We tested two fact-checking products during the State of the Union address. One failed, the other showed great promise.
The failure was FactStream, our iPhone app. It worked fine for the first 10 minutes of the speech. Users received two timely “quick takes” from Washington Post Fact Checker Glenn Kessler, but then the app crashed under an unusual surge of heavy traffic that we’re still investigating. We never recovered.
The other product is a previously secret project we’ve code-named Squash. It’s our first attempt at fully automated fact-checking. It converts speech to text and then searches our database of fact-checks from the Post, FactCheck.org and PolitiFact. When it finds a match, a summary of the fact-check pops onto the screen.
We’ve been testing Squash for the last few weeks with mixed results. Sometimes it finds exactly the right fact-checks. Other times the results are hilariously bad. But that’s what progress looks like.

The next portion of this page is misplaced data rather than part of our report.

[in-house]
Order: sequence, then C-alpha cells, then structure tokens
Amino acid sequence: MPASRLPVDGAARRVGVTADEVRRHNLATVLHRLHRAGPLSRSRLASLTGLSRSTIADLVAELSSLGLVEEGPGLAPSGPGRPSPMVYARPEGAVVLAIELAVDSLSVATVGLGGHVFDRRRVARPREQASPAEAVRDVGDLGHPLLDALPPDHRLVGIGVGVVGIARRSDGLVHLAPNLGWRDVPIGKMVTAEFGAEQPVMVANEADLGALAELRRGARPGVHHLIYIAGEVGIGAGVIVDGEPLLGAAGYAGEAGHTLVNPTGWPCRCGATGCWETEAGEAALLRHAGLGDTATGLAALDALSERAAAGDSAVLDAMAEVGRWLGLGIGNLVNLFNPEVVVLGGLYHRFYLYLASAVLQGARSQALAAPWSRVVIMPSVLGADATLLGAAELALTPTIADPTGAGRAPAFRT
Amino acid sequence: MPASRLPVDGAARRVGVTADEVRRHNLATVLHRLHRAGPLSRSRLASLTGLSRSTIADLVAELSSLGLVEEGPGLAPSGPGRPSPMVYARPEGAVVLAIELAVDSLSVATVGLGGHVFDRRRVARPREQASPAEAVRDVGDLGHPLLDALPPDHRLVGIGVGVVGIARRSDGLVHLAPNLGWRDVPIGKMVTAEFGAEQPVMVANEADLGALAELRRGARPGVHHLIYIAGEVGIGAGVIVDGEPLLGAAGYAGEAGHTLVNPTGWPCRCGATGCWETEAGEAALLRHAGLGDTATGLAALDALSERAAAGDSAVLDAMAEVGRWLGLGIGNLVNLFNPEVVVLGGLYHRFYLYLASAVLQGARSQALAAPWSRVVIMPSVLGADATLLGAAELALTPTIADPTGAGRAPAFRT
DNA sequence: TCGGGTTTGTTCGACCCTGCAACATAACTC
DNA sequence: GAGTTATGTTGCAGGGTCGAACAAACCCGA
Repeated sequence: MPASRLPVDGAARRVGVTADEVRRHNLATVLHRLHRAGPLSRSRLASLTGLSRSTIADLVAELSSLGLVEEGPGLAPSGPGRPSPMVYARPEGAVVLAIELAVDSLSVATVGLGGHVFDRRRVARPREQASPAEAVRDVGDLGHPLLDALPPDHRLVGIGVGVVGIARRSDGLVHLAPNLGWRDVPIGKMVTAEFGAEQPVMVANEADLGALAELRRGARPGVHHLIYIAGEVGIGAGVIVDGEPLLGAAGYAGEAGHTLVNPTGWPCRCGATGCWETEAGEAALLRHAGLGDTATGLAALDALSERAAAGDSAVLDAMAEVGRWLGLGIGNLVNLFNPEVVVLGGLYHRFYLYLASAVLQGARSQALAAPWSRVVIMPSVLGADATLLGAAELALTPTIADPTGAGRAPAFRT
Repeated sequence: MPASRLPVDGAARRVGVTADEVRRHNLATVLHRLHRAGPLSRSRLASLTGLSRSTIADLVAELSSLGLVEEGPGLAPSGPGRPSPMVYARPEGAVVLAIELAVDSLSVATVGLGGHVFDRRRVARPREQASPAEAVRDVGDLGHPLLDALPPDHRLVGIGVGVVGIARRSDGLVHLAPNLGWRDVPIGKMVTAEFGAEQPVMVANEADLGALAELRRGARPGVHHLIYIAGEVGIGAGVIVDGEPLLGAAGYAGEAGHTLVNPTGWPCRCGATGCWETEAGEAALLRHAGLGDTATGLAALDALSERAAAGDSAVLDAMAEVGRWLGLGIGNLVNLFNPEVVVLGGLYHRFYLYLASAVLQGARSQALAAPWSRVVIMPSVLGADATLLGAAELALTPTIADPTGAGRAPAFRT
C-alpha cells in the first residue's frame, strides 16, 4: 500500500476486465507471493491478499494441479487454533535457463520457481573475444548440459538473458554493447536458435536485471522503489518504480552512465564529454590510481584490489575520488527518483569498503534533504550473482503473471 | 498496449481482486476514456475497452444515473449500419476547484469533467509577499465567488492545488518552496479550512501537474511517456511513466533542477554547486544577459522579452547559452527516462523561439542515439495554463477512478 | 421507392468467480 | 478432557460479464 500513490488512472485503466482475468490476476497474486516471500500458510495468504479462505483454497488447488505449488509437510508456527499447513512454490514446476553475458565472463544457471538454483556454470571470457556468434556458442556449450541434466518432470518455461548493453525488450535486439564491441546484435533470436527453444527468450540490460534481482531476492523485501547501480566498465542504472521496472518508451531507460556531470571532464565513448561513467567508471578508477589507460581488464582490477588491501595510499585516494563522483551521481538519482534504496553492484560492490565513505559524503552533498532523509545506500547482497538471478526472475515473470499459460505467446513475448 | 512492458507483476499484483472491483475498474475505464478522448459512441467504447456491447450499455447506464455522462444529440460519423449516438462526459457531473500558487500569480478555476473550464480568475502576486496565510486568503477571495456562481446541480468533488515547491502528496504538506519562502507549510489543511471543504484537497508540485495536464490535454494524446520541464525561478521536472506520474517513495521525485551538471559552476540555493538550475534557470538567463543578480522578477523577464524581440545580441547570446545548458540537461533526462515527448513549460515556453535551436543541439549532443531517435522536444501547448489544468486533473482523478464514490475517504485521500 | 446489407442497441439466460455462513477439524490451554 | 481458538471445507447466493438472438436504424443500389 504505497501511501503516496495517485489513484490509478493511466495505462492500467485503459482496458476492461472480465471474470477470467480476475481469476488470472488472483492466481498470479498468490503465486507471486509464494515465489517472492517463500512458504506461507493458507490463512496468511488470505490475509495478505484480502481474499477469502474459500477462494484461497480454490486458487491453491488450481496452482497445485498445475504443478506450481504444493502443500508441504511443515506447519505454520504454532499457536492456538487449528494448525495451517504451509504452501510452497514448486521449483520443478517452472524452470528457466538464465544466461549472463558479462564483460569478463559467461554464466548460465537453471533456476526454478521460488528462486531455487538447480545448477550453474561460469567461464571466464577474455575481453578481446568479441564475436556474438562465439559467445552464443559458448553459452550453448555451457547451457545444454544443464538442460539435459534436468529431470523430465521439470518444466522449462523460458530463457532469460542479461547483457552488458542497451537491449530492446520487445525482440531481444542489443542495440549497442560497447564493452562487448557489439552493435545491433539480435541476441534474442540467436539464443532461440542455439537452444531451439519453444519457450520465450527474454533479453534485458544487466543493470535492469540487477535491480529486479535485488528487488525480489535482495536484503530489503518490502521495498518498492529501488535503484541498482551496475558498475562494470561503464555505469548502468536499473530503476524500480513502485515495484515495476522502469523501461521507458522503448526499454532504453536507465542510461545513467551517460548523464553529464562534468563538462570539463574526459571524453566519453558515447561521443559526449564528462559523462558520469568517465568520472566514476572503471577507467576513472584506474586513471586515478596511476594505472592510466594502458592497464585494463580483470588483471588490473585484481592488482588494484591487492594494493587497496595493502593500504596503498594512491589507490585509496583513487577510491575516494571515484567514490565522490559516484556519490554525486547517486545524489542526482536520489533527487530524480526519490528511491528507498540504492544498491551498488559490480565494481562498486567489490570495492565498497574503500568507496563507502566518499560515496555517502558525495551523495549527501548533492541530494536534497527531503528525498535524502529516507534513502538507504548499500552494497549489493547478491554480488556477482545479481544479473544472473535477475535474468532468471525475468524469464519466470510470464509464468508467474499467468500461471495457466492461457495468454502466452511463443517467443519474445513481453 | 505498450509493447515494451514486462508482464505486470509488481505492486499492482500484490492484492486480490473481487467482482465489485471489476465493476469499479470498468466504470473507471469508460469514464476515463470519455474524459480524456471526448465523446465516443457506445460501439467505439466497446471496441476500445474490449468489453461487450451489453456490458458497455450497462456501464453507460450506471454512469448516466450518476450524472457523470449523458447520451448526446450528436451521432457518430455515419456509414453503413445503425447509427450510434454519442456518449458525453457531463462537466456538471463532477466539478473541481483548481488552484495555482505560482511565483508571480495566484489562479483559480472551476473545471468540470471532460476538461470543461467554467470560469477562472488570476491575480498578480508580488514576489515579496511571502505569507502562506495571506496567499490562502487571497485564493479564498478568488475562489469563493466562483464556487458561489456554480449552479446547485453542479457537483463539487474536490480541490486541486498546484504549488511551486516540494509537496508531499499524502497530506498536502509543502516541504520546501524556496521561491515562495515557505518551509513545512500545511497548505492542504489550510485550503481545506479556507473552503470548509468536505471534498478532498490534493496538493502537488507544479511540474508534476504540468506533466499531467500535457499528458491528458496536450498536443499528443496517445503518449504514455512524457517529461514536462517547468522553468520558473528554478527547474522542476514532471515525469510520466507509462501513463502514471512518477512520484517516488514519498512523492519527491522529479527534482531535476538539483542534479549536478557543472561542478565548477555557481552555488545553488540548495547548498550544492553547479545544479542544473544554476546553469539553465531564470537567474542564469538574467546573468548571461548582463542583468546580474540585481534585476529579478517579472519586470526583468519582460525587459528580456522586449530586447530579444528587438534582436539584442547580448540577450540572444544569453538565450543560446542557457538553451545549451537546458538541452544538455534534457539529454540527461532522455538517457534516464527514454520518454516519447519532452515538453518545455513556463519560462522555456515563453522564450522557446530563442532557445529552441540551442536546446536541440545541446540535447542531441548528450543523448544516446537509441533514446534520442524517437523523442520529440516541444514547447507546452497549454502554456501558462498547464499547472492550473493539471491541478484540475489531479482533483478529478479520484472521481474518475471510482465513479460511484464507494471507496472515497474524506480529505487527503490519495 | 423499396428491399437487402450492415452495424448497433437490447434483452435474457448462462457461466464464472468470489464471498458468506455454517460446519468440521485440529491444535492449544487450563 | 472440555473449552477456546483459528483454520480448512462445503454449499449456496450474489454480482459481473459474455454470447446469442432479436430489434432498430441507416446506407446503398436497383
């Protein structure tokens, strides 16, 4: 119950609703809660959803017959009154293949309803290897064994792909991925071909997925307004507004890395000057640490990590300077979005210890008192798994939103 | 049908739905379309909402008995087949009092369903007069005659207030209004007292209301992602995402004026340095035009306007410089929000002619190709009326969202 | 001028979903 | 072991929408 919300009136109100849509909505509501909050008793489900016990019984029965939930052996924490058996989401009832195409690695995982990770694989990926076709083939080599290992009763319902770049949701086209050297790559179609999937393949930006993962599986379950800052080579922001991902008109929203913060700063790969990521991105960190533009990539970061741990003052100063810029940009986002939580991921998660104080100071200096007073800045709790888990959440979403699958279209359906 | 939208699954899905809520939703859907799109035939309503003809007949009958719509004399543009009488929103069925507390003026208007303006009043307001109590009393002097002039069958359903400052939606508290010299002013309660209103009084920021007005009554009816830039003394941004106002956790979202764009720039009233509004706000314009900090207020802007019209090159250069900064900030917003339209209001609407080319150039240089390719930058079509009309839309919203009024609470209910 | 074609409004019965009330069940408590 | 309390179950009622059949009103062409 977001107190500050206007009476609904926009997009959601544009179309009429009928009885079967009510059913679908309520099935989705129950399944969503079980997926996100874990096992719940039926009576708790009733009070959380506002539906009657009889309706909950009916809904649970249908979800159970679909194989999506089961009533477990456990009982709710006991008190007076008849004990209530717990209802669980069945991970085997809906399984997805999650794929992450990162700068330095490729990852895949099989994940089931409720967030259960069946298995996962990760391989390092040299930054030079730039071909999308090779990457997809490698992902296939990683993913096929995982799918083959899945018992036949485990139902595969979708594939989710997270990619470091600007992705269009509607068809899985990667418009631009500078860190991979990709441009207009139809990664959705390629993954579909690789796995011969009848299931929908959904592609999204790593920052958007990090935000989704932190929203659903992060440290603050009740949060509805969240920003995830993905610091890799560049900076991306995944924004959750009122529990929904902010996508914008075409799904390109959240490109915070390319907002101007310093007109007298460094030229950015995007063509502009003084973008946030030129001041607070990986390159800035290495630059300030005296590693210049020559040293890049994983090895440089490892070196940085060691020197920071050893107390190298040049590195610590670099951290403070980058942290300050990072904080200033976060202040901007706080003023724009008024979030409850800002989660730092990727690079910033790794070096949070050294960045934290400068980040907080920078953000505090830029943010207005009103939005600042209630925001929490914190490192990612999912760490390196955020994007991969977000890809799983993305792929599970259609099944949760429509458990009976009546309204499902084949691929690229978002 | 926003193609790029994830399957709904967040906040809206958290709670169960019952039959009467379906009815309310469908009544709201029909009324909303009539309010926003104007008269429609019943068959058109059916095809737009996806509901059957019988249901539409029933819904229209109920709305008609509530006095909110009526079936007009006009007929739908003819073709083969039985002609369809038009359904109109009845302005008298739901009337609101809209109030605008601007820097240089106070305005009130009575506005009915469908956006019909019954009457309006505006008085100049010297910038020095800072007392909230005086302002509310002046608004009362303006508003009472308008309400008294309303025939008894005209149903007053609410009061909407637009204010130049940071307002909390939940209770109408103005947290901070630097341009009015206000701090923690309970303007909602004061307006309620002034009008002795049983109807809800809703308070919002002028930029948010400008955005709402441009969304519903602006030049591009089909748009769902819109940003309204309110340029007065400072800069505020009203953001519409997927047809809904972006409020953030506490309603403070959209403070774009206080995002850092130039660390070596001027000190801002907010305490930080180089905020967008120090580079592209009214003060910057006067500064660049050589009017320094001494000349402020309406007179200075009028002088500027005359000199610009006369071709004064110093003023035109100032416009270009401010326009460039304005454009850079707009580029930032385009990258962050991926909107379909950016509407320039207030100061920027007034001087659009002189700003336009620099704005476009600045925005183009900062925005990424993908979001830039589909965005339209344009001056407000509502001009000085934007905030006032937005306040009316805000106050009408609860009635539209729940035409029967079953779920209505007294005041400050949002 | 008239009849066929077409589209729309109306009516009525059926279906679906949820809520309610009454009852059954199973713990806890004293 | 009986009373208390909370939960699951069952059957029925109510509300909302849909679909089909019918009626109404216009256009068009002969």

We went into last night’s speech with very modest expectations. I said before the speech I’d be happy if the speech simply triggered fact-checks to pop up, even if it was a poor match.
But Squash actually performed pretty well. It had 20 pop-ups and six of them were in the ballpark.
Overall, the results were stunning. It gave us a glimpse of how good automated fact-checking can be.
We’ll have more to share once we’ve reviewed the results, so stay tuned.
As for FactStream, it now has lots of timely fact-checks from the State of the Union on the main home screen, which continues to function well. We will fix any problems we identify with the live event feature and plan to be back in action for real-time coverage for campaign events later this year.